The Last of the Doughboys is more than simply a war story: It is a moving meditation on character, grace, aging, and memory. In 2003, 85 years after the armistice, it took Richard Rubin months to find just one living American veteran of World War I. But then, he found another. And another. Eventually he managed to find dozens, aged 101 to 113, and interview them. All are gone now.A decade-long odyssey to recover the story of a forgotten generation and their Great War led Rubin across the United States and France, through archives, private collections, and battlefields, literature, propaganda, and even music. But at the center of it all were the last of the last, the men and women he met: a new immigrant, drafted and sent to France, whose life was saved by a horse; a Connecticut Yankee who volunteered and fought in every major American battle; a Cajun artilleryman nearly killed by a German aeroplane; an 18-year-old Bronx girl drafted to work for the War Department; a machine-gunner from Montana; a Marine wounded at Belleau Wood; the 16-year-old who became Americas last WWI veteran; and many, many more.They were the final survivors of the millions who made up the American Expeditionary Forces, nineteenth-century men and women living in the twenty-first century. Self-reliant, humble, and stoic, they kept their stories to themselves for a lifetime, then shared them at the last possible moment, so that they, and the World War they won the trauma that created our modern world might at last be remembered. You will never forget them....
|Title||:||The Last of the Doughboys: The Forgotten Generation and Their Forgotten World War|
|Format Type||:||Kindle Edition|
|Number of Pages||:||549 pages|
|Url Type||:||Home » Download » The Last of the Doughboys: The Forgotten Generation and Their Forgotten World War|
The Last of the Doughboys: The Forgotten Generation and Their Forgotten World War Reviews
Excellent book. How fortunate that Mr. Rubin embarked on his project when he did, had he waited another year or two it may have been too late! WW1 Seems like such a long-ago war, it's been 99 years since the start of it all. But hearing from actual living veterans makes it seem much more recent and relevant. Highly recommended for any history buff.
Brilliant concept and almost flawless execution. I know I said in an earlier review of Winston Groom’s A Storm in Flanders that it feels wrong to say I actually “enjoyed” a book about such a horrific period of history, but Last of the Doughboys was just a solid pleasure from it’s amazing first sentence (see below) to the very end – fascinating, informative and surprisingly entertaining.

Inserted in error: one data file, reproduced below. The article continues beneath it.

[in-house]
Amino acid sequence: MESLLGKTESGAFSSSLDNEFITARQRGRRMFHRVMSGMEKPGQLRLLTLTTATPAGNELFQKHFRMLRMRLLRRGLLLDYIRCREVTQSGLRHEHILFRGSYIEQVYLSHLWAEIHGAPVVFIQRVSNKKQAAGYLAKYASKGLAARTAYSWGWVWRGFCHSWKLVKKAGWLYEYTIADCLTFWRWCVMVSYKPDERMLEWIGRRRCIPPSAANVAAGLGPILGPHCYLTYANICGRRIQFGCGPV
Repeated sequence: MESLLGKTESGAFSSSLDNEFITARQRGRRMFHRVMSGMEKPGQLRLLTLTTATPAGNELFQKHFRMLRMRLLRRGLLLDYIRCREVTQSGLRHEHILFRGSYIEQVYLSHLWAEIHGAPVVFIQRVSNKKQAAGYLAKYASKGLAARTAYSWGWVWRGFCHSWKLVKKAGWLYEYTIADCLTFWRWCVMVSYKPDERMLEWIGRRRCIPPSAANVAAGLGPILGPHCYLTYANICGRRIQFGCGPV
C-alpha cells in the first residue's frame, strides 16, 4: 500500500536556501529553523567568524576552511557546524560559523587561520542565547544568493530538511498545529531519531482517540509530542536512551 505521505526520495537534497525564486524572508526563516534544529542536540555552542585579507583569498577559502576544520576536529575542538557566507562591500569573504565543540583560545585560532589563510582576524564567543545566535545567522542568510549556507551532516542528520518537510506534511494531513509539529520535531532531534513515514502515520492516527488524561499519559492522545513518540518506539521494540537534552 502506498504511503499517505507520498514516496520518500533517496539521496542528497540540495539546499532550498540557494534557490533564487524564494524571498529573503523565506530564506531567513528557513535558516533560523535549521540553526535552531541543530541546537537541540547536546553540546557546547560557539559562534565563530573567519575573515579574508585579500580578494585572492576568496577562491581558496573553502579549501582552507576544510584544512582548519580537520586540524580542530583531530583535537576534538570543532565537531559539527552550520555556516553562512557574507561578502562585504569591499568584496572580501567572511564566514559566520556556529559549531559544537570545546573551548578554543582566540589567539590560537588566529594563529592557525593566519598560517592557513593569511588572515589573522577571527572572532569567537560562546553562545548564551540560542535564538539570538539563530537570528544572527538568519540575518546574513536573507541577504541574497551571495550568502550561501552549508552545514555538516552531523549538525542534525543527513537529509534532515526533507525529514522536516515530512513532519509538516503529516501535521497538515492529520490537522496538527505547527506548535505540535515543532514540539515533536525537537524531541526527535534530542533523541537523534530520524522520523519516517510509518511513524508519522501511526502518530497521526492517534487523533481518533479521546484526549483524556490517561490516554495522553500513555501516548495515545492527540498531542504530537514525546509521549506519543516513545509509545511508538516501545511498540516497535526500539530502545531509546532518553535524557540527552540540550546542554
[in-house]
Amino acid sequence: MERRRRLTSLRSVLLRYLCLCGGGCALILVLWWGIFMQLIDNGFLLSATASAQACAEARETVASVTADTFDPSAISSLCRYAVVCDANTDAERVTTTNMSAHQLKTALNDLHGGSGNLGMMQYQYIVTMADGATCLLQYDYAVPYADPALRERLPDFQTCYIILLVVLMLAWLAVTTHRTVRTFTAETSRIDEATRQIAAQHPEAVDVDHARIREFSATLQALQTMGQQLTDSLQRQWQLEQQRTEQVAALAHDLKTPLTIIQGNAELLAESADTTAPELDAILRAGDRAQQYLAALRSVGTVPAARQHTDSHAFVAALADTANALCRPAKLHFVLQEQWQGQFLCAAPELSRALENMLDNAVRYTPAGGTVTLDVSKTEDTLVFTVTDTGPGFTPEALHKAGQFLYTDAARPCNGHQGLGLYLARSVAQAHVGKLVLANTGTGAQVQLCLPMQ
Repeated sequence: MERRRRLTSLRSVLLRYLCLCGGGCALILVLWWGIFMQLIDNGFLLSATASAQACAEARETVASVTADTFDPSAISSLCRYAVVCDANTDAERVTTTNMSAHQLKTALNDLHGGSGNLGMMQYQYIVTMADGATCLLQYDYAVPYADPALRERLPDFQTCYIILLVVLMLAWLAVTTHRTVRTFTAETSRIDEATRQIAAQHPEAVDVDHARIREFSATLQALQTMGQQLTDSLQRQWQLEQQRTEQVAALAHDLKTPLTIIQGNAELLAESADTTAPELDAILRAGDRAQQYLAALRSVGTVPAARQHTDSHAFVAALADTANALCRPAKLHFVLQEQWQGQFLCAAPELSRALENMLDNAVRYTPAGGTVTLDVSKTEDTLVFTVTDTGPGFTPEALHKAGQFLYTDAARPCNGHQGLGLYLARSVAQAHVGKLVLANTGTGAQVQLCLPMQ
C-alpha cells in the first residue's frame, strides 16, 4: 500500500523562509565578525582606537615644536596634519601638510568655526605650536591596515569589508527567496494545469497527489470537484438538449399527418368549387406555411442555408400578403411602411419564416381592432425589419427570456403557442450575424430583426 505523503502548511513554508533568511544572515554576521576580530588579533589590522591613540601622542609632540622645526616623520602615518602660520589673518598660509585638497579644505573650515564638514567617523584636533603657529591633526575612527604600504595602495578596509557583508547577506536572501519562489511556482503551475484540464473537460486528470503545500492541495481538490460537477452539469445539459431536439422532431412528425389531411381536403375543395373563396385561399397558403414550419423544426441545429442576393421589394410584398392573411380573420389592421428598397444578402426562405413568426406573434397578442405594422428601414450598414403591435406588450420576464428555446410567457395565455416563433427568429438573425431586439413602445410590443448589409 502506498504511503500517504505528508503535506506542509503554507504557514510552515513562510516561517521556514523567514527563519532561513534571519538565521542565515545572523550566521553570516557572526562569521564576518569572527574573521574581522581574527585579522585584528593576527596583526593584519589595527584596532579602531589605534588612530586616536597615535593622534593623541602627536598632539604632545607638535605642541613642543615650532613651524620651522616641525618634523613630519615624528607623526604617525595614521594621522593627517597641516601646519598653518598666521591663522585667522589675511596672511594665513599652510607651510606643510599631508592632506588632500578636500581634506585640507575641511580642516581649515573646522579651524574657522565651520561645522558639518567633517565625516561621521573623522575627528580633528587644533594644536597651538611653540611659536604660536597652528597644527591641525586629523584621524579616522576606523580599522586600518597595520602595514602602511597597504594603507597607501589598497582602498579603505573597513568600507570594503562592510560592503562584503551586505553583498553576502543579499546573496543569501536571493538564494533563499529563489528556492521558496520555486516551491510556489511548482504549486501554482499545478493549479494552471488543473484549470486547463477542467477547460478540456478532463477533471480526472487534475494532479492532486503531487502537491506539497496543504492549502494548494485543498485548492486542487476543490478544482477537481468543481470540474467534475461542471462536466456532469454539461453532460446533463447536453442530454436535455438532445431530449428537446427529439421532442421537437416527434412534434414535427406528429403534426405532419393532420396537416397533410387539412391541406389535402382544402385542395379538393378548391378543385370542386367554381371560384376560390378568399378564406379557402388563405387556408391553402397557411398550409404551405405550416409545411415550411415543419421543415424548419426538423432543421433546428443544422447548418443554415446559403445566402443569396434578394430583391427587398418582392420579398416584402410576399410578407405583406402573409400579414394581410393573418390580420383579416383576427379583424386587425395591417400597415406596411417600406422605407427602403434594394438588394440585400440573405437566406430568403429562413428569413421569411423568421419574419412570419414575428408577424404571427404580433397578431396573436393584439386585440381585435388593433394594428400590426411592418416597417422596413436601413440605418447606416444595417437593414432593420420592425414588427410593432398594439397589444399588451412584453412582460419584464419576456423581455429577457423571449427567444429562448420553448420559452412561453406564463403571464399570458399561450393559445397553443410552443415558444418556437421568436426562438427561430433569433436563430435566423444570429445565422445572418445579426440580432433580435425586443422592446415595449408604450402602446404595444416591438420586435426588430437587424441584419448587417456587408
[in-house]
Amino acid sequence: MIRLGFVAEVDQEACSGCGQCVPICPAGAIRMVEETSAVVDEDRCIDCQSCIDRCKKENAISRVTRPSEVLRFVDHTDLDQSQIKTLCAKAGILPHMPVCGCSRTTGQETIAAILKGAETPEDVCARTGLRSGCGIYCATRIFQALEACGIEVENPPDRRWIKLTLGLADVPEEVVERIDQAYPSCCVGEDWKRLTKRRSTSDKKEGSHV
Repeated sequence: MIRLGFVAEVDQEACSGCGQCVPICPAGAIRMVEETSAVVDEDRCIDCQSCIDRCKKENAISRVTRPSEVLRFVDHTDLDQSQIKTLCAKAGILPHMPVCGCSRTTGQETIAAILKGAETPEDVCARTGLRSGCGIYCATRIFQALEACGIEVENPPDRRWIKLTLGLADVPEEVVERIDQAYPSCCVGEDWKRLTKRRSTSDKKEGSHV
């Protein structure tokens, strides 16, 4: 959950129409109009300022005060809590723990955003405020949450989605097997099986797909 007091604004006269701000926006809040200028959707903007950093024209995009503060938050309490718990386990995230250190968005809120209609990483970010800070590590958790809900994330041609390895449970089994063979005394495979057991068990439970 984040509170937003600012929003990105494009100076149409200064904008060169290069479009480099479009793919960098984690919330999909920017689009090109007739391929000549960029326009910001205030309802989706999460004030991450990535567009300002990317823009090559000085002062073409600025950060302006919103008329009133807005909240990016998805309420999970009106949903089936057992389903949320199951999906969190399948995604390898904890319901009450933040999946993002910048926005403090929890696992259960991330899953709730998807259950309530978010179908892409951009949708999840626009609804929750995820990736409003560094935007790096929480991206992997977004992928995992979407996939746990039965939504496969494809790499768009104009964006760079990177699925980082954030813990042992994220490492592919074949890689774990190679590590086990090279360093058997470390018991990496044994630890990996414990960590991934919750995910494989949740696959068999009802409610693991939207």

Most – but not all – of the book is told as oral history, through characters and in voices more real than any ...more
I fervently want to thank Mr. Rubin for delivering such a tremendous and personal collection of stories about The War. Currently, I'm an officer in the U.S Navy. I majored in American and European History during university. Honestly, amongst the hundreds of war histories and novels I read, The Last of the Doughboys was the most personal and 'real' I've ever come upon. Actually, although I'm only 24, my grandfather was a WW1 vet. He never shared much about his time in service, but this book has k ...more
The Last of the Doughboys: The Forgotten Generation and Their Forgotten World by Richard Rubin is a history of World War I with an interesting feature. He interviewed all the living World War I veterans could find which was quite a limited set of people; all over one hundred years old. The interviews took place in 2003 and since then the last remaining veteran has passed on. In between the interviews Rubin gives the reader a history lesson. Although most readers familiar with World War I will kn ...more
I have a hard time at most bookstores. The war I want to read about just happens to be the war that most people don't write about. I get really excited when I find books on the First World War, and this book did not disappoint. Rubin is at times writing a history (of the Great War), a memoir (of his experiences interviewing the last living veterans of that war), a travel diary, and a series of compact biographies of his interviewees. All these genres work together to form one complete, compellin ...more
I loved this book, loved, loved, loved it. This is such a beautiful book in every aspect, in its construction, and its execution there can no longer be any parades of this sort ever again to paraphrase another book I love on this time period, and the passage of this time period-which is now not just gone in a spiritual sense, but in a literal sense as well. They're all gone now, every one of them.
I love this book because of my own connection to this war, which I feel like sharing here because t ...more
Starting in 2003 the author interviewed as many surviving World War One veterans as he could find. This is book is not just the story of the veterans, but also of Mr. Rubin’s search for them and the troubles he had in finding and interviewing extremely old people. All of the the interviewees were between 101 and 113 yrs old.
In telling their story, Mr. Rubin recounts the difficulty he had in finding them. One would think the VA would have a list, but when the author contacted them, they basically ...more
I try to be stingy with books that I give 5 stars to. Grading on a curve makes a 5 star book stand out as it should. That said, I have to give this book an unexpected 5 stars.
I picked up the audio version of the book to listen to while I did yard work. This being the 100th anniversary of the start of WW I, I thought it would be an interesting read, despite the fact that I am already pretty well read on the subject.
This book will appeal to an audience that is not always interested in military his ...more